At the core of contemporary left lies a fundamental contradiction. If truly humanity is capable of rooting out the fundamental evils of this world, wouldn’t we have already done it? There is a very good reason why Marxist thought emerged out of the Enlightenment and its confidence in the scientific method. Riding upon the successful “progress” of the hard sciences, Marx himself of course had always intended his theories to be respectable “social science”, as predictive and empirically testable as the hard sciences. Thus, Marx and the older Marxists could justify their confidence in human progression and perfectibility in terms of a “growth” of knowledge concerning human and social realities, and that just as in the physical sciences growth in scientific knowledge can lead to technological advancement, likewise growth in the “social sciences” can lead to social and economic progress.

However once contemporary leftists and Marxists have repudiated the “scientific” basis for their thought (not that they had much of a choice once the empirical realities have falsified most of Marx’s predictions), upon what basis do they claim to have to ability to change or improve social reality? Where is the “progression” of human knowledge which enables social progression? Furthermore the entangling of Marxism and postmodernism has produced nothing short of an unholy mess. On the one hand, they use postmodern categories to cry out against “grand narratives”, “essentialism”, and all encompassing systems and unified categories (religious, gender, sexual, capitalist, nationalistic, etc), however against their very own “postmodern” critique they postulate the “grand narratives” of “power and dominance”, “oppression-oppressor” and “class warfare” as all encompassing categories to interpret everything, determined to force empirical reality into their social, political and economic categories. (This of course is merely an echo of Marxism’s older modernistic “scientific” days whereby they can provide an all encompassing social science explanation of everything.)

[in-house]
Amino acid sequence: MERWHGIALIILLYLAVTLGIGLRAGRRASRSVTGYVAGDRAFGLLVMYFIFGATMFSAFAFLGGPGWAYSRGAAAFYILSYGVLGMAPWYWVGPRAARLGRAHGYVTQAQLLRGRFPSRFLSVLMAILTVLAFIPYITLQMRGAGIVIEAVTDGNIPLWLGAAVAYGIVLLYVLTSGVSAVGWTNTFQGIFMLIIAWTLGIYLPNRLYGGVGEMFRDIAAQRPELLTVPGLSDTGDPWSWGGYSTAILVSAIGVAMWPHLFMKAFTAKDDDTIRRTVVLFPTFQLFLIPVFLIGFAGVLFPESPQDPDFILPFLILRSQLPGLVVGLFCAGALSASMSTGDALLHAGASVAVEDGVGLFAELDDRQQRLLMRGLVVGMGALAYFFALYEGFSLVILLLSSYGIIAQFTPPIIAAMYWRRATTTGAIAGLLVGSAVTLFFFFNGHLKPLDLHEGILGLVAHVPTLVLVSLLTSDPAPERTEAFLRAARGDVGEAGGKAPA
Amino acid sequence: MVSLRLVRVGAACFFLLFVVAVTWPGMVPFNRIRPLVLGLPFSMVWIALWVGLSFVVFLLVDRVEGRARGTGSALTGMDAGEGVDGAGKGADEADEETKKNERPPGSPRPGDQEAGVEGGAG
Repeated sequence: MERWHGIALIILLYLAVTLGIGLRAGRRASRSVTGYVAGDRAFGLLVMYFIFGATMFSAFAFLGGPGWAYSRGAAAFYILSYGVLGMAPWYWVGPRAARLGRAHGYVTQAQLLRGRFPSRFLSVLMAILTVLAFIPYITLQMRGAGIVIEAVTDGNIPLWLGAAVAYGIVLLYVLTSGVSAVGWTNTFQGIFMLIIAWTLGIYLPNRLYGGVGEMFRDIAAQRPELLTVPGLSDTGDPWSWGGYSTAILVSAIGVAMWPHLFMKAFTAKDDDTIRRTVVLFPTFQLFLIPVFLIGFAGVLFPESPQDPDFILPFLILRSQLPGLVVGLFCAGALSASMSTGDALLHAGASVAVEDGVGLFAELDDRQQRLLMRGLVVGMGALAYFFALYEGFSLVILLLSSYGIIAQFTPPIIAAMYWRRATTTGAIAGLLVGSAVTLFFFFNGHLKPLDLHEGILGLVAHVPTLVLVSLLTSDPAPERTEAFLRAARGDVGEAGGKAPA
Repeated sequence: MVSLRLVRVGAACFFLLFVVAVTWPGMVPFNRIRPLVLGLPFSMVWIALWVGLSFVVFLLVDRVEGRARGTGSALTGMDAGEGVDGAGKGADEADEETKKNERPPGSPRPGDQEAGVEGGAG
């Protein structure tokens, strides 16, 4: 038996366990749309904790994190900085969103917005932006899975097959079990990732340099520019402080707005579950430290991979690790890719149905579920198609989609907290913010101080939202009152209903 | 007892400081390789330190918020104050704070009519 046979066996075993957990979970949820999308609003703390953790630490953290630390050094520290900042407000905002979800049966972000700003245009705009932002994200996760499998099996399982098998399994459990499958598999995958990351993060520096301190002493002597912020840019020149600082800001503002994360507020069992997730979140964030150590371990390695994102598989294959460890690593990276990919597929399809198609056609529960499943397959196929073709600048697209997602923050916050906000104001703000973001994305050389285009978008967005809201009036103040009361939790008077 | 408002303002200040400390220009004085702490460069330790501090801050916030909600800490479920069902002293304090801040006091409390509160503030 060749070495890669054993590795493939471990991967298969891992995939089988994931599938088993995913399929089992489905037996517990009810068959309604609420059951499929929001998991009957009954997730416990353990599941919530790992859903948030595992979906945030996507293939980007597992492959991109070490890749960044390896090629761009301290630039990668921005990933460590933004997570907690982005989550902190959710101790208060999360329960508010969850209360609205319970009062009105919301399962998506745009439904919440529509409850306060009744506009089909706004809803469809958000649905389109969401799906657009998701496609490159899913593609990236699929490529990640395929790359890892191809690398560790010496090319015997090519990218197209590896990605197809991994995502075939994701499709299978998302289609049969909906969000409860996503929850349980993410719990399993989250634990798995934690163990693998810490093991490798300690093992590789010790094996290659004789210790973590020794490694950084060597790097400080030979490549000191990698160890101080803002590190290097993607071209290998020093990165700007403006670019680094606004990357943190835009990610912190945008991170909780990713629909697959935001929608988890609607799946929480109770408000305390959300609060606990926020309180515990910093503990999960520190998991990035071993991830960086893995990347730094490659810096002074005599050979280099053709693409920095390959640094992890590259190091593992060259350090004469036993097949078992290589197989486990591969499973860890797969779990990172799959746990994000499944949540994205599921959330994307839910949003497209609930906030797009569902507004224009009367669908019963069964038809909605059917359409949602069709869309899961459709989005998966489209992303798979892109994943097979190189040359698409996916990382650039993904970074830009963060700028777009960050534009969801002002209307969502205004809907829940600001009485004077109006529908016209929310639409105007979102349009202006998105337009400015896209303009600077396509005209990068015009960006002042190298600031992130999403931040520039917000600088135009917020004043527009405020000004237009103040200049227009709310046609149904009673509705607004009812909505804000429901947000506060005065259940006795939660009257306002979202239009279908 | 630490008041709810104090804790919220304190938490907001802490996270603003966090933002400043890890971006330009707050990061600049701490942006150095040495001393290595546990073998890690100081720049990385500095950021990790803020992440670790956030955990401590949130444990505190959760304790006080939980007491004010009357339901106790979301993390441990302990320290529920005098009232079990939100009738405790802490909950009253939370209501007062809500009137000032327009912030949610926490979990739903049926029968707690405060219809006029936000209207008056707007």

This is a horrendous muddle. They cannot claim postmodern critiques of essentialism only to fix people into economic or power classes. Thus on the one hand their desire for progress desires desperately to put forward their Neo-Marxist “knowledge” as a “progress” or growth in human understanding that it might serve as the basis for their zeal of changing and “improving” social reality. On the other hand their “postmodernism” has completely cut off their theories from actual empirical reality, rendering it unable to provide any viable alternatives to the present order which they so viciously critique.

What if indeed, postmodernism is truly correct, and that the “grand narratives” of power and dominance and class warfare cannot explain social and economic inequality? What if truly, horrors of horrors, truly in the words of the Wise Preacher, “the race is not to the swift, nor the battle to the strong, nor bread to the wise, nor riches to the intelligent, nor favour to those with knowledge, but time and chance happen to them all.” (Ecclesiastes 9:11) What if indeed social inequality, poverty, oppression, etc, are simply irreducible basic facts of this world, resisting all systematic explanation, but occur simply out of chance, a mere accident, or as insurance calls such accidents, “acts of God”? What if truly in the words of the old hymn,

The rich man in his castle,
The poor man at his gate,
He made them, high or lowly,
And ordered their estate.

And according to the inscrutinable Will of God not open to human understanding, some are simply poor, others are simply rich, and that there is no human knowledge which can aid in improving the economic or social conditions, but in the words of Christ, “The poor you shall always have with you”, that indeed no human agency can deliver us from the present evil age, save the Appearing of Christ?

Zizek would probably be forced to retire.

Leave a Reply

Your email address will not be published. Required fields are marked *